Objectives: To define the pathophysiologic characteristics of patients at high risk for coronary heart disease due to an increased ratio of total cholesterol (TC) to high density lipoprotein-cholesterol (HDL-C).
Setting: Clinical Research Center.
Subjects: One hundred-20 healthy, non-diabetic, normotensive, volunteers were screened for this study. From this pool, 40 individuals (20 females and 20 males) with the highest and the lowest TC/HDL-C ratios were selected for comparison.
Main outcome measures: Values for body mass index (BMI), ratio of waist to hip girth (WHR), and blood pressure were obtained on all patients. In addition, measurements were made of fasting lipid and lipoprotein concentrations, plasma glucose and insulin responses to an oral glucose challenge, and insulin resistance as assessed by the insulin suppression test.
Results: Age, BMI, and WHR were the same in the two groups. However, the group with a high TC/HDL-C ratio had higher (P < 0.05) systolic and diastolic blood pressures. In addition, patients with a high TC/HDL-C ratio had significantly higher (P < 0.001) very low density (VLDL) and low density lipoprotein (LDL)-cholesterol concentrations and lower HDL-cholesterol concentrations, with significant (P < 0.001) correlations between the TC/HDL-C ratio and VLDL (r = 0.60), LDL (r = 0.54), and HDL (r = -0.73) cholesterol concentrations. Patients with a high TC/HDL-C ratio were also significantly (P < 0.05-0.001) more insulin resistant, glucose intolerant with a greater plasma insulin response to oral glucose, and hypertriglyceridemic.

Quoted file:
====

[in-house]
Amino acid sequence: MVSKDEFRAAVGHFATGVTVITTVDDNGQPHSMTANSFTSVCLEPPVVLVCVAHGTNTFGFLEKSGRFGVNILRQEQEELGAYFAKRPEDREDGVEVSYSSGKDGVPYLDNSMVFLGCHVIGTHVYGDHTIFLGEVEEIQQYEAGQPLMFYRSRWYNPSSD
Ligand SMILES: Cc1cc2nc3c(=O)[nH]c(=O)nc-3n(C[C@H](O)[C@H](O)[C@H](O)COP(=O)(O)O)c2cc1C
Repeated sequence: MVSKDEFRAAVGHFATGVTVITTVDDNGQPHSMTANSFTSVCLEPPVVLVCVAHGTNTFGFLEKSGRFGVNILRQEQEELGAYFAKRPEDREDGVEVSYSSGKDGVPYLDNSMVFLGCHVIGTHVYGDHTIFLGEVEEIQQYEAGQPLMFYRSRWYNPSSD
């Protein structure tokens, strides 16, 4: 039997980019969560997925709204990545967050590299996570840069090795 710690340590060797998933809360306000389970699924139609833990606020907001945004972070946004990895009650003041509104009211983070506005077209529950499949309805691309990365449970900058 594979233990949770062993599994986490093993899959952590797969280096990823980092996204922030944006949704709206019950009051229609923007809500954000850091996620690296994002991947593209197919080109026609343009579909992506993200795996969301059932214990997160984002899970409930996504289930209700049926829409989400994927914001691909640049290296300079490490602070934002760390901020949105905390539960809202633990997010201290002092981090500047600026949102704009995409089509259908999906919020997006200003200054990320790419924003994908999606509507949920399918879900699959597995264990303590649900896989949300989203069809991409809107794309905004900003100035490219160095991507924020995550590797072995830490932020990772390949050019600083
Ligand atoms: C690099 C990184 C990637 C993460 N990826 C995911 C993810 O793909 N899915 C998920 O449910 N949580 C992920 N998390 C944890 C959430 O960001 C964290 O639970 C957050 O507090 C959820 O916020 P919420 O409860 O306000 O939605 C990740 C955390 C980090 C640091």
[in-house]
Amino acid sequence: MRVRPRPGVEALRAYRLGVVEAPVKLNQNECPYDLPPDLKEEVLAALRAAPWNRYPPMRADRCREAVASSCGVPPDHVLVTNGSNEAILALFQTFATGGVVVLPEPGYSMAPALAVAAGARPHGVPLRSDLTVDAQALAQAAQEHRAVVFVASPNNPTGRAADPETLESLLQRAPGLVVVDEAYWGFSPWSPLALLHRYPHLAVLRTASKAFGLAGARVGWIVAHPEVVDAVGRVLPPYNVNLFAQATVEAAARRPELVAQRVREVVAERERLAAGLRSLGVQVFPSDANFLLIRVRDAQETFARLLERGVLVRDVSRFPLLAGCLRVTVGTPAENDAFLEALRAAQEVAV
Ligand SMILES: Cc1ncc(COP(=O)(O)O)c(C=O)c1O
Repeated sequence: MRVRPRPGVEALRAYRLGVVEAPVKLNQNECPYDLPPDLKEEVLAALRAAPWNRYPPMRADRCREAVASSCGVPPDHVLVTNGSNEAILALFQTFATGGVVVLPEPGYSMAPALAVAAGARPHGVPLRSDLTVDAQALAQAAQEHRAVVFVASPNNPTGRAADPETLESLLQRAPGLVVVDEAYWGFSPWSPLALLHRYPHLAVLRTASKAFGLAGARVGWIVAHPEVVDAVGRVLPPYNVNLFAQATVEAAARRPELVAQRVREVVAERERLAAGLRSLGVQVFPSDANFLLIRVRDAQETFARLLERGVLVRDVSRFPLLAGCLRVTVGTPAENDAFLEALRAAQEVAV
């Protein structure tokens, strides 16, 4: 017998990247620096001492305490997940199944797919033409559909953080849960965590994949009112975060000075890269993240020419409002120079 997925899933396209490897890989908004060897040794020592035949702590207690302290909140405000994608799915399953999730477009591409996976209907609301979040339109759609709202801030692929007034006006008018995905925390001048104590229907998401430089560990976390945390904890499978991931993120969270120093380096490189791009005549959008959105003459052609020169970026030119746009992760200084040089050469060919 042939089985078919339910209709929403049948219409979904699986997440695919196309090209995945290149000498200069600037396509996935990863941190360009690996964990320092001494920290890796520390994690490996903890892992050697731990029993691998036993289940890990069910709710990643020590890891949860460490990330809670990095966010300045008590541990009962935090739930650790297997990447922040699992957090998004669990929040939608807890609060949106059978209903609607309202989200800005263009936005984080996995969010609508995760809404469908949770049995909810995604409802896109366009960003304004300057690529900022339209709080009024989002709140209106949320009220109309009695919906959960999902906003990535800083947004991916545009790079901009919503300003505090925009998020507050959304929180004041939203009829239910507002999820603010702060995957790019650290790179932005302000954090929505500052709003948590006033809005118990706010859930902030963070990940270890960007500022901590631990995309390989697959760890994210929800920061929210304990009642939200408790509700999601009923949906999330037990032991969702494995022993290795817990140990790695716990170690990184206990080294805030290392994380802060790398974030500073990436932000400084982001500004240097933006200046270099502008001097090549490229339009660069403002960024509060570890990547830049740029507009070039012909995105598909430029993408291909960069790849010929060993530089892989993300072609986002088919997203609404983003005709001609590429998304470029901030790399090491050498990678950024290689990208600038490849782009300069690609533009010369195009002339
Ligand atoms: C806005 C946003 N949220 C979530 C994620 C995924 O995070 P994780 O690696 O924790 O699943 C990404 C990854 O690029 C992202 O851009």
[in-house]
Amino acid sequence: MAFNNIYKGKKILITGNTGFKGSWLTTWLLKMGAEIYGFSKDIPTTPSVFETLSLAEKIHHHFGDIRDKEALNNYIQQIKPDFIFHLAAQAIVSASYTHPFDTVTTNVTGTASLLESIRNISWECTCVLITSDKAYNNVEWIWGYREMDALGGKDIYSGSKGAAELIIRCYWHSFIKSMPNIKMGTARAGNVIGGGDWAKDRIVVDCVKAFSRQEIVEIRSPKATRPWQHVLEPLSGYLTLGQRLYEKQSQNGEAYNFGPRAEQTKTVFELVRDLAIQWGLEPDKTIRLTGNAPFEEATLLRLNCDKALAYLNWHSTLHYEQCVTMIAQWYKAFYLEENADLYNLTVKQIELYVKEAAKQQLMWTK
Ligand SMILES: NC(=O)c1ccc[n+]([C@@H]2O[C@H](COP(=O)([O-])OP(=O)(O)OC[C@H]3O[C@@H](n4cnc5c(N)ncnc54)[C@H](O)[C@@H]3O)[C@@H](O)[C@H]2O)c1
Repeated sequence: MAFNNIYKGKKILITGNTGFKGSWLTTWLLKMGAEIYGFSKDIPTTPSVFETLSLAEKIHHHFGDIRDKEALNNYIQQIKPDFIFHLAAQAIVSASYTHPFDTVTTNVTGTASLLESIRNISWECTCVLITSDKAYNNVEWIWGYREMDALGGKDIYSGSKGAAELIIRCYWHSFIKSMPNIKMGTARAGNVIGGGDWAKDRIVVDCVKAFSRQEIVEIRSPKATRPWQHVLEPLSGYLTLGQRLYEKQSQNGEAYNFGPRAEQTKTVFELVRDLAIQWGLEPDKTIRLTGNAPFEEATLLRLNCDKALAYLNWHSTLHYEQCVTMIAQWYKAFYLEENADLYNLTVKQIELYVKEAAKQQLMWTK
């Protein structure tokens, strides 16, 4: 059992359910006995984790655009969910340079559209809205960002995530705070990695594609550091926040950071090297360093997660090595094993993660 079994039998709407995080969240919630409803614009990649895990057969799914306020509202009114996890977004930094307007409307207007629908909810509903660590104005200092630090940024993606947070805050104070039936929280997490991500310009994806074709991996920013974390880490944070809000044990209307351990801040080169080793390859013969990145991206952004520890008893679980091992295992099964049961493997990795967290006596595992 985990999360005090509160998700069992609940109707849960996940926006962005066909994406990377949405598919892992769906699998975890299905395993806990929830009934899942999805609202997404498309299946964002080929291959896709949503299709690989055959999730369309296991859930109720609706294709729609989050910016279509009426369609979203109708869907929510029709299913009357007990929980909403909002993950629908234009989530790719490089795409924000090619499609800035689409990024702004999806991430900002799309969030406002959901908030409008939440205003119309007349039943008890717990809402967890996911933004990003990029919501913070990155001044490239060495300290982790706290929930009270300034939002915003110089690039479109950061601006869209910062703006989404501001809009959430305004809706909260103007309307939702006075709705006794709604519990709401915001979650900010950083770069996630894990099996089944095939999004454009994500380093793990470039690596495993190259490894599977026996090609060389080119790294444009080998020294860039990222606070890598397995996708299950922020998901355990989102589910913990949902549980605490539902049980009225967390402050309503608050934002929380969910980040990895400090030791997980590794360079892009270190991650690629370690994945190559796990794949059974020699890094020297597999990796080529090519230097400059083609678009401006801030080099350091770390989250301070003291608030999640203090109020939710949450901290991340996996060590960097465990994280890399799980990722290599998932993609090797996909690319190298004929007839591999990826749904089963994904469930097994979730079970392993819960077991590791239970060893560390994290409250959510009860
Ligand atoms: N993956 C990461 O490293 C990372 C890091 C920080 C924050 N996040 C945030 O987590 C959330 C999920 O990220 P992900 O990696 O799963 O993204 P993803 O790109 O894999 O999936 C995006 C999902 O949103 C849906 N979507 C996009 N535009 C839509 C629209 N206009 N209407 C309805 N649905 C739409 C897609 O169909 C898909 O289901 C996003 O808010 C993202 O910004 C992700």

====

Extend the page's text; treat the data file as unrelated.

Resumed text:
Conclusions: The results indicate that an increase in LDL-cholesterol concentration is not necessarily the major contributor to a high ratio of TC/HDL-C. Furthermore, individuals with this epidemiologic designation are insulin resistant, and liable to all the other abnormalities associated with this metabolic defect.